The World Cup qualifiers continued Wednesday, with the same winners from Group 6. Wales defeated Austria 3-0 in Vienna to retain the group lead.

England pounded in a 4-0 win at home against minnows Azerbaijan - no shortage of scoring here! Frank Lampard scored 2 more goals in the first half, but missed a penalty that should have given him a hat-trick. Shaun Wright-Phillips and Owen Hargreaves scored in the second half to complete the rout.

Poland defeated Northern Ireland 2-0, moving up equal to them for fourth place.

              Pts   W  D  L   GD  GP
1 Wales       15   5  0  1  +13  (6)
2 England     14   4  2  0  +10  (6)
3 Austria     10   3  1  2  - 1  (6)
4 Poland       6   2  0  4  - 3  (6)
5 N.Ireland    6   2  0  4  - 6  (6)
6 Azerbaijan   1   0  1  5  -13  (6)

None of the major teams in Group 5 played, save Norway, who earned a 1-1 draw with Moldova; that was a good result for idle Scotland, who are striving to beat Norway to second in the group.

              Pts   W  D  L   GD  GP
1 Italy       15   5  0  0  +10  (5)
2 Norway       6   1  3  1  + 0  (5)
3 Scotland     6   2  0  2  + 0  (4)

At Ramat-Gan, Israel managed a surprise draw with France, 1-1, scoring the first goal the French had conceded in the competition. With Ireland idle and Switzerland taking a shocking 2-1 loss to Cyprus, the French still pulled slightly further away from their competition, now seven points clear.

              Pts   W  D  L   GD  GP
1 France      16   5  1  0  +16  (6)
2 Ireland      9   3  0  2  + 3  (5)
3 Switzerland  9   3  0  2  + 1  (5)
4 Cyprus       9   3  0  3  + 1  (6)

Though he was summoned to the Caribbean for the match, Tappa Whitmore was not needed in Jamaica's 4-0 friendly thumping of Martinique, though he returned to the club in very high spirits as a result!

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Friday, 1st April, 2005.

Into the final month of the season, and as most months, it started with a meeting with the board, who informed me that they are quite pleased with my performance so far. They were all very excited at the prospect of promotion, and after the first half of the season, I felt it only fair to warn them that I wasn't as confident of our prospects this season as they might be.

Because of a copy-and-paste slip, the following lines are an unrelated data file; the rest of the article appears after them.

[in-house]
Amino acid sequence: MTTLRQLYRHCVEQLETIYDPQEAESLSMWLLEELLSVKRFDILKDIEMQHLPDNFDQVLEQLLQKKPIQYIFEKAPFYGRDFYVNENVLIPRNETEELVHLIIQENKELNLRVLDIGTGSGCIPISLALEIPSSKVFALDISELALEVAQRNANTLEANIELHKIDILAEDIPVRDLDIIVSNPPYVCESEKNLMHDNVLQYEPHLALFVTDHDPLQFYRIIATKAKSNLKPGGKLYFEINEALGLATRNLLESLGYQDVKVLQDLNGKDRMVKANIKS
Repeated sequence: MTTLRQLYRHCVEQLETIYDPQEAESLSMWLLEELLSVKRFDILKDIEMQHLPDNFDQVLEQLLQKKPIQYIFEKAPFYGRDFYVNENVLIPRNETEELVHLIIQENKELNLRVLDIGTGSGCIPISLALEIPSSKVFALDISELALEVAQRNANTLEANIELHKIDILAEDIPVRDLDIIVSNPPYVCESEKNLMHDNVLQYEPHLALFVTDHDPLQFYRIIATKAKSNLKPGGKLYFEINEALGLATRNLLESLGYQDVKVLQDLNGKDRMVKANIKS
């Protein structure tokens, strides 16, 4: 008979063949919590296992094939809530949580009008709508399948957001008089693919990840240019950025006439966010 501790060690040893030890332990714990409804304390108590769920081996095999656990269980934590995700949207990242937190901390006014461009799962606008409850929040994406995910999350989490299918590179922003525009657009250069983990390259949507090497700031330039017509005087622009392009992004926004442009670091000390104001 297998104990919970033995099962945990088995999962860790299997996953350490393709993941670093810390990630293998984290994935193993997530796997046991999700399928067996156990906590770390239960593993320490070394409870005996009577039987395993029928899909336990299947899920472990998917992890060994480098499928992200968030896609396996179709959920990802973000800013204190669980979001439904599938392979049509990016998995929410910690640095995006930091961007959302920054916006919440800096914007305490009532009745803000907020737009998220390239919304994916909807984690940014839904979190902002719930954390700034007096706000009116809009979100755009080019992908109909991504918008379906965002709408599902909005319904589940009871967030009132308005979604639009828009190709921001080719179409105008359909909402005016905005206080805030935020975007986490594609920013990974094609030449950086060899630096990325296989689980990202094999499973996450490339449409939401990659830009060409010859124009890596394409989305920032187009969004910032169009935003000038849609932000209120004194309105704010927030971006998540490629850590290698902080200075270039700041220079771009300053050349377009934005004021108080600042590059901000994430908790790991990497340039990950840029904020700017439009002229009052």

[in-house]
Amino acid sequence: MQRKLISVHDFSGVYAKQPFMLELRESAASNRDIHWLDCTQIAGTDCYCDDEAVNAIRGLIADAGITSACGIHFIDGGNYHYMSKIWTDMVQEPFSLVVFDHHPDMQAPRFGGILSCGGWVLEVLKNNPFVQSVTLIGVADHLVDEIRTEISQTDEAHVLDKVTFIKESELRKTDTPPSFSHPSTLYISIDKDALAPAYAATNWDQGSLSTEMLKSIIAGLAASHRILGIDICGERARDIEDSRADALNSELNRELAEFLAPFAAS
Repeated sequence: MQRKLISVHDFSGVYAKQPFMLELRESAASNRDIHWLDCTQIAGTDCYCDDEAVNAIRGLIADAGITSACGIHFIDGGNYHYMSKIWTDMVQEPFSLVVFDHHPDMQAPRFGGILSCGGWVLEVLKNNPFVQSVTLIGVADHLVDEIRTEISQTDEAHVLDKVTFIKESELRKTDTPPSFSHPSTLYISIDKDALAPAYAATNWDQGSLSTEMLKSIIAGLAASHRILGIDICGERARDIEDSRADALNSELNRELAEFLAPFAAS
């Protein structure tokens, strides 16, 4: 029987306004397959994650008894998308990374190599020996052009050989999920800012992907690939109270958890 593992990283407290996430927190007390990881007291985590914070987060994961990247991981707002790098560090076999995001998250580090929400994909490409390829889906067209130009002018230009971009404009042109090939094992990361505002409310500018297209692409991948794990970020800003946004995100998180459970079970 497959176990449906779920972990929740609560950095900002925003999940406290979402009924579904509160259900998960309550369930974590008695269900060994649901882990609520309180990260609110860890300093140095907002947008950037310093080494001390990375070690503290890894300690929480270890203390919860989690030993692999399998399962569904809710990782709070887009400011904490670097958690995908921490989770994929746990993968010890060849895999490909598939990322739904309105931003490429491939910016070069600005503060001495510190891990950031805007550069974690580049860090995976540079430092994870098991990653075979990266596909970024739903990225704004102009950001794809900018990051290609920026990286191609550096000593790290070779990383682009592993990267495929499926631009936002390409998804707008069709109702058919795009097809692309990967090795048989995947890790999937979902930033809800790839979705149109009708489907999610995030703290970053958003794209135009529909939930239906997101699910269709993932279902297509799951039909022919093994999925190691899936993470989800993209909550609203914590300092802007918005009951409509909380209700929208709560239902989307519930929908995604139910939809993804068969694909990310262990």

"It was always a 'stop the rot this year, think about promotion next year' plan," I cautioned, but I don't think they really heard me.

Tappa Whitmore was again the Conference National Player of the Month, as he continued to dominate the competition.

To my surprise, I learned that I had come third in the Mirror's Conference National Manager of the Month voting, on the strength of our four wins, one draw, and one defeat.

Only Chief Financial Officer Sophie McGill was unimpressed with my reign. Despite our successes on the pitch, she reminded me, we'd lost £64,000 for the month, and almost £400,000 for the season, which had us officially in the red for the first time since I took over.

"At least Chris Brass wasn't hemorrhaging money like this," she said, in a quite pointed comment.

She further reminded me that we were a solid £85,000 p/a over the wage budget, and that, combined with our £20,000 per month loan debt pretty much accounted for the operating losses. Promotion certainly would help the financial situation, especially with the League television revenues.

After meeting with the board, I summoned my monthly coaches' meeting to discuss who has been improving and who has not. We'd missed this meeting in March, however, so it was two month's worth of training data to look over. Few of the players were showing dramatic improvement, and in fact aging DMC Billy Manuel was showing a marked decline in ability. Young centre-back Michael Staley, who had been seeing plenty of playing time recently, was showing the most improvement, as one might expect of a talented 17-year-old, and Levent Yalçin was back on the improvement track after recovering from his injury. Danny Whitaker was also showing signs of improvement, though the loanee wasn't seeing much starting action.